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Moscow’s “No” Paints Obama and Clinton into a Corner on Iran

What was the bottom line of Secretary of State Hillary Clinton’s meeting with Russian Foreign Minister Sergei Lavrov? America’s punting on a request for sanctions on Iran, as the Washington Post reported (and Jennifer discussed)? Or was it instead a case of “Russia Resists U.S. on Iran Sanctions,” as the Associated Press reported? Of course, both amount to the same thing. Clinton’s statement that it wasn’t yet time for sanctions on Iran to pressure it to stop its nuclear program is merely an admission that the administration’s plan to gain international support for restraining Iran is dead in the water. Russia may not be entirely pleased with the notion of a nuclear Iran, but its main foreign-policy goal since Vladimir Putin took power has been to thwart the United States and inflate Russia’s importance on the world stage. Because Iran’s nukes threaten America’s allies in the region, such as Israel, Turkey, and Saudi Arabia, and the destabilization of the Middle East undermines American interests, stopping Tehran does not interest Moscow.

Of course, Russia’s indifference to the threat of a nuclear Iran is not news. The Russians have been making it clear for years that neither they nor their allies-of-convenience on this issue in Beijing will allow the West to use the UN to orchestrate the sort of “crippling sanctions” that have a chance to bring the Khamenei/Ahmadinejad regime to heel. Our Nobel-laureate president and his secretary of state have made diplomacy and “engagement” with Iran the centerpiece of their foreign policy, but they have also maintained that such a stance will serve American interests because, by eschewing the “cowboy diplomacy” of the Bush administration (an ironic accusation, since W. outsourced diplomacy on Iran to the French and Germans with predictable results), they will be able to pursue a multilateral approach to all the world’s problems.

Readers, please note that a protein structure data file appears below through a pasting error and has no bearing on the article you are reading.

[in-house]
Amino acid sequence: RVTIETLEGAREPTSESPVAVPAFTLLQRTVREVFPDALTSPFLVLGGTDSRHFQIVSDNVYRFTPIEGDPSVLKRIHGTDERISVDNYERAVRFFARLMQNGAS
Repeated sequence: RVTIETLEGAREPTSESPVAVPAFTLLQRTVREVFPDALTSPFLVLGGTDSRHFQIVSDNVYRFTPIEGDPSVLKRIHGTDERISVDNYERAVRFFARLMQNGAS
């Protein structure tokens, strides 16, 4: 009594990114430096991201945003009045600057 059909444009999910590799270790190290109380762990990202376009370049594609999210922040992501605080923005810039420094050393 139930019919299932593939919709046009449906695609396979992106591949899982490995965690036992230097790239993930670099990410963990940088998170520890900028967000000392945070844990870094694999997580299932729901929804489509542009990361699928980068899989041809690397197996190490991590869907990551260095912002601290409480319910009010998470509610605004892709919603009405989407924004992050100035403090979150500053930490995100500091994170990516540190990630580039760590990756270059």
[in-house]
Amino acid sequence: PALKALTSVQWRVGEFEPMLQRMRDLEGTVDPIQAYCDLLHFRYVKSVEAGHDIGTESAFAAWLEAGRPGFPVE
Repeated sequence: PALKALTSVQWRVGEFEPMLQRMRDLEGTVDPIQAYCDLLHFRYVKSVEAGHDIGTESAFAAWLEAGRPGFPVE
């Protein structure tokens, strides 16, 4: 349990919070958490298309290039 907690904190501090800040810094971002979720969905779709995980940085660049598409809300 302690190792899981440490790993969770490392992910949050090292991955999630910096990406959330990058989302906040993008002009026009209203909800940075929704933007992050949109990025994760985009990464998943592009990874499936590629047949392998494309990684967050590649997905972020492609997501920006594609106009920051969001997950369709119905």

This charade may have earned Obama a great deal of applause as well as a certain peace prize. But the Russian refusal to play along has painted the administration into a corner. Though the United States has already betrayed its Eastern European allies by unilaterally abandoning strategic missile-defense sites in Poland and the Czech Republic at Russia’s behest, Hillary’s meeting with Lavrov confirms that Iran will be allowed to continue to prevaricate while its nuclear program progresses with no real threat of international punishment. Though the administration continues to speak of deadlines — albeit constantly shifting them — for Tehran today’s comedy skit in Moscow illustrates just how empty America’s demands are. The only winners in this exchange are Russia and Iran. Israelis and others who rightly fear the consequences of an America content to let the Iranian nuclear program proceed while they talk about talking can only regard these latest developments with horror.



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